Oscar-winner Helen Mirren is at the point in her career where she is an institution in the world of acting. Actresses occupying this rarefied air (like Streep) generally will pick roles either for fun or to win awards (though they would never admit to that). Whether doing it for fun or for serious posturing, Mirren’s name instantly adds a sense of class and gravitas to any film she stars in. This past Labor Day weekend, movie-goers could see The Helen Mirren in two puzzling films, Brighton Rock and The Debt.
***POTENTIAL SPOILERS AHEAD – Read With Caution***
First up is Brighton Rock. Whether you view it as a remake of the 1947 quasi-classic (of which I wasn’t a big fan) or as a different adaptation of Graham Greene’s classic 1937 novel (which I loved and count among his best)…the film has no reason to exist, which isn’t to say it’s all that bad. Director Rowan Joffe lays on the atmosphere thickly, and for the most part the film is engaging enough. The seedy underbelly of England’s seaside resort town of Brighton is brought to life in grand fashion with nice production values, moody lighting and ominous waves crashing underneath the pier, though there is a rather oppressive music score to accompany it.
The acting is fairly solid with Sam Riley making a Twilight-ish but menacing Pinkie (who, like Helen Mirren’s character in The Debt, picks up a nasty facial scar), though he pales in comparison to Richard Attenborough’s original turn. Andrea Riseborough puts an interesting spin on the difficult to dissect character of Rose, playing her as something of a dim masochist. As Ida Arnold, Helen Mirren appears in the film seemingly as a lark – hell, why wouldn’t she want to take on a role written by Graham Greene? Although she’s not what I imagined Ida would look like when I read the book, Mirren possesses the talent to inhabit any role, and dolled-up as a former femme-fatale, she has fun with what little she is given.
Despite the brooding atmosphere and the solid acting, the film suffers from two major and unforgivable flaws. I have no clue as to why Joffe thought it was a good idea to update the story’s 1930’s setting to the 1960’s. It serves to allow him to add an unconvincing backdrop of Britain’s youth riots and one too many silly scenes of punks riding mopeds. It simply doesn’t work. If one wanted to truly update the story, it would’ve been better to go whole-hog and do something truly creative like changing the setting to modern-day and switching Pinkie and Rose from Catholic to Muslim. Instead of being a small-time hood, Pinkie could’ve been a small-time terrorist. Lord knows if Graham Greene was alive today, he’d probably be fascinated with that whole scene.
But even more annoying than the 1960’s setting is that Joffe’s film makes the same mistake as the 1947 film. It totally botches Greene’s infamous closing coda (though the cliff-side finale is very well done). Greene brilliantly left it to the mind of the reader to know that Rose was going to listen to the recording Pinkie left her and learn the cruel truth about the young man she thought she loved. In Joffe’s film, a scratch in the record prevents Rose from hearing the full story and validates her delusion that Pinkie loved her. Though Greene was often chided for his misanthropy, his original ending was actually kinder to Rose. He left open room for her to know the truth about hate and free herself from the ties that bound her, while Joffe kept Rose’s heart and mind tethered to a lie about love. Pick your poison, folks.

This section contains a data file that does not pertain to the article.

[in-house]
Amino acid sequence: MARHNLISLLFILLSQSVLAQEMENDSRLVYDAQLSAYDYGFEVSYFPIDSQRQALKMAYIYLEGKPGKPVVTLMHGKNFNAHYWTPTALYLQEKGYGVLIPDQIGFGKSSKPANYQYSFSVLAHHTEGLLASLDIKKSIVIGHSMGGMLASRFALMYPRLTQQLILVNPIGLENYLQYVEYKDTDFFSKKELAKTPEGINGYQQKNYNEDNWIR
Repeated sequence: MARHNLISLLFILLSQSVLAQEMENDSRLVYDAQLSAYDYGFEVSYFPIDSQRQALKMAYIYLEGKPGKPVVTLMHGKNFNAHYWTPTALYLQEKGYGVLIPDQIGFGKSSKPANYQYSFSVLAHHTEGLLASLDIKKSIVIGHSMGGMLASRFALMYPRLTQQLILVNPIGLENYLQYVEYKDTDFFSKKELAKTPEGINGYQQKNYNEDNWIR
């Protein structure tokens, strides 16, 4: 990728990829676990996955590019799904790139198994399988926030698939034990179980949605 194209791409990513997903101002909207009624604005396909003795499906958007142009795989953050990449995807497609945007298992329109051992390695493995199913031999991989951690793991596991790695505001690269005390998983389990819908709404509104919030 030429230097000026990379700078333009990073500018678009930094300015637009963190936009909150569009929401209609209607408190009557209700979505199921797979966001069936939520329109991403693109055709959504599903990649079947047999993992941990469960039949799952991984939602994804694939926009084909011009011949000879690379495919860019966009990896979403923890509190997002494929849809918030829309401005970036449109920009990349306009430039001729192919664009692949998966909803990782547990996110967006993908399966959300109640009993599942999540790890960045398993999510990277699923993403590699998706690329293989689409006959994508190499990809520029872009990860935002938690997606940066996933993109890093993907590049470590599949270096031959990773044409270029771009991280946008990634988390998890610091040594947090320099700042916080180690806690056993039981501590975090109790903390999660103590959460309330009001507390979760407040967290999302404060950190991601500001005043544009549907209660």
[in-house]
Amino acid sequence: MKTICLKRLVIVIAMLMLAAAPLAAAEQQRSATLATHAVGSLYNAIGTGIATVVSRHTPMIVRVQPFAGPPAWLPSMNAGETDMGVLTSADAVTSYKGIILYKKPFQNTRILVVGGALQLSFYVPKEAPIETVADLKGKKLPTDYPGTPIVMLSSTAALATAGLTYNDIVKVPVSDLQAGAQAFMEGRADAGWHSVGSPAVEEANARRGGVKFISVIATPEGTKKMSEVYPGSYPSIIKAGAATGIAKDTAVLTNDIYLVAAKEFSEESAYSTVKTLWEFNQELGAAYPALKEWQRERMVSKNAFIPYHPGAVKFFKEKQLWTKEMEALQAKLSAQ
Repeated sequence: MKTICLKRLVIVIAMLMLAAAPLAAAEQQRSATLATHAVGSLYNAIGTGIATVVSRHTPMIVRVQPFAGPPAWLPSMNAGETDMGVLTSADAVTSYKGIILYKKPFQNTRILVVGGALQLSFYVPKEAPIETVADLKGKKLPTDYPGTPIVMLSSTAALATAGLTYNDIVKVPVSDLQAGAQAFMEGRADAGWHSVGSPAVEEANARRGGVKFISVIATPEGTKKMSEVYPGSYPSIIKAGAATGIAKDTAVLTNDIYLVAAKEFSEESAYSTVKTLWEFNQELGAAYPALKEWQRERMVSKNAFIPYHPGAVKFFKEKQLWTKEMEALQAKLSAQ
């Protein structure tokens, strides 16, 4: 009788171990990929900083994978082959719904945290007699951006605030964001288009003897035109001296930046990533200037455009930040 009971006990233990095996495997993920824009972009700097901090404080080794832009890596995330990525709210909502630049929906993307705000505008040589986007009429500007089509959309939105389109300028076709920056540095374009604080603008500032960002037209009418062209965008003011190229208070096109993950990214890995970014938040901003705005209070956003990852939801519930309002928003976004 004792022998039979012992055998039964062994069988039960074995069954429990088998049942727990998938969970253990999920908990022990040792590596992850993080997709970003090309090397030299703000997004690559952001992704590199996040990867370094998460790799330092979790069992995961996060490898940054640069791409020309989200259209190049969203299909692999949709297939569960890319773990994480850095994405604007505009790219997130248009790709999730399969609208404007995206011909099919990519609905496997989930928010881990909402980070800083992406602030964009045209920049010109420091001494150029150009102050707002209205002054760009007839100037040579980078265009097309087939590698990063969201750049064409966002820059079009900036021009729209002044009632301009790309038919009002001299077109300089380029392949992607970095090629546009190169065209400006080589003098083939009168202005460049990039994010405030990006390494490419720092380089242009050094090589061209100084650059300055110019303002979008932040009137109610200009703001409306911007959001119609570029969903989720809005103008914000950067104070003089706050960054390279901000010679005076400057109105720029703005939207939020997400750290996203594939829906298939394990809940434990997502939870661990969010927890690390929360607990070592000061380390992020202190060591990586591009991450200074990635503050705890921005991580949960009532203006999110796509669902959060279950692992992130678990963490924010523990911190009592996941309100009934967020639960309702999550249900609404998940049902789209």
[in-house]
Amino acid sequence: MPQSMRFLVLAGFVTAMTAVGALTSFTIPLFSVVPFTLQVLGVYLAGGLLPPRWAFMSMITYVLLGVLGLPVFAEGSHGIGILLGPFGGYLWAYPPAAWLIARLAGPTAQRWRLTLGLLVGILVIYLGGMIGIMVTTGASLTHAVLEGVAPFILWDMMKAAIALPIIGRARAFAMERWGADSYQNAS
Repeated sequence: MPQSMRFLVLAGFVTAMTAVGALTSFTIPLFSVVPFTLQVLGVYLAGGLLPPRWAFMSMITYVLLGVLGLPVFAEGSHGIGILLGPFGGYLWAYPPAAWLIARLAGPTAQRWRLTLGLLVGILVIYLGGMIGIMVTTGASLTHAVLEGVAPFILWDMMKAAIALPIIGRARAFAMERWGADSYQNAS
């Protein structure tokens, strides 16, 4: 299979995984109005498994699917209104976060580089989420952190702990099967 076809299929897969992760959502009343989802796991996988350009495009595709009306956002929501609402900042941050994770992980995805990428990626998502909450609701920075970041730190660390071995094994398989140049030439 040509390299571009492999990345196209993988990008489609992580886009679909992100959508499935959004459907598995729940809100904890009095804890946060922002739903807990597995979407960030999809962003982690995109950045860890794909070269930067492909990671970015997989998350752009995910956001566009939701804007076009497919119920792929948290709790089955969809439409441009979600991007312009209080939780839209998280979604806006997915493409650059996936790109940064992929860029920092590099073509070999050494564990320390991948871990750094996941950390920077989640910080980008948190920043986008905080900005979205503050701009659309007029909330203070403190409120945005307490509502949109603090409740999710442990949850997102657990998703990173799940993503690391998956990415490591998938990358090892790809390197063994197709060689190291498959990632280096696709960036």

Which brings up to another film about lies, The Debt. In the 1960’s, three Mossad agents (Jessica Chastain, Martin Csokas and Sam Worthington) track down a Nazi war criminal in Berlin to bring him to justice. Things go horribly awry, but it’s believed that their target is killed trying to escape capture. In the 1990’s, the three are now played by Helen Mirren, Tom Wilkinson and Ciaran Hinds. The daughter of Mirren’s and Wilkinson’s character has written a book about her parents’ heroic actions during the mission which causes the trio to shed light on the skeletons in the closet and come to terms with what really happened.
Director John Madden does a commendable job bouncing back and forth in time as the truth is slowly revealed, and all six performers make the most of their divided screen-time. Mirren clearly chose this role not for fun or on a whim, but because it’s the type of serious performance that often warrants award consideration. The problem here is that her counterpart Chastain gets the bulk of the character’s best moments, and it’s interesting to watch Mirren (a woman of a thousand roles over the years) symbolically pass the torch to the up-and-coming Chastain (a woman who has a dozen serious films on the docket in the next twelve months). Both women posses a compelling allure, and Mirren seemingly ageless should be an icon to Chastain’s generation of actresses.
There are a few tense and suspenseful moments in The Debt, and one powder keg of a scene where Worthington’s character comes to blows with their nefarious captive. Sadly the film doesn’t hold together, and there’s a weak love triangle element that is poorly written and seems out-of-place.
Like Brighton Rock, The Debt is instantly better just for having Mirren’s name above the title, but also like that film, the quality of the production doesn’t translate to the type of entertainment it had the potential of being. Mirren puts on her best faces for both roles, but both films could’ve been so much more than tense pretty faces, lipstick and scars.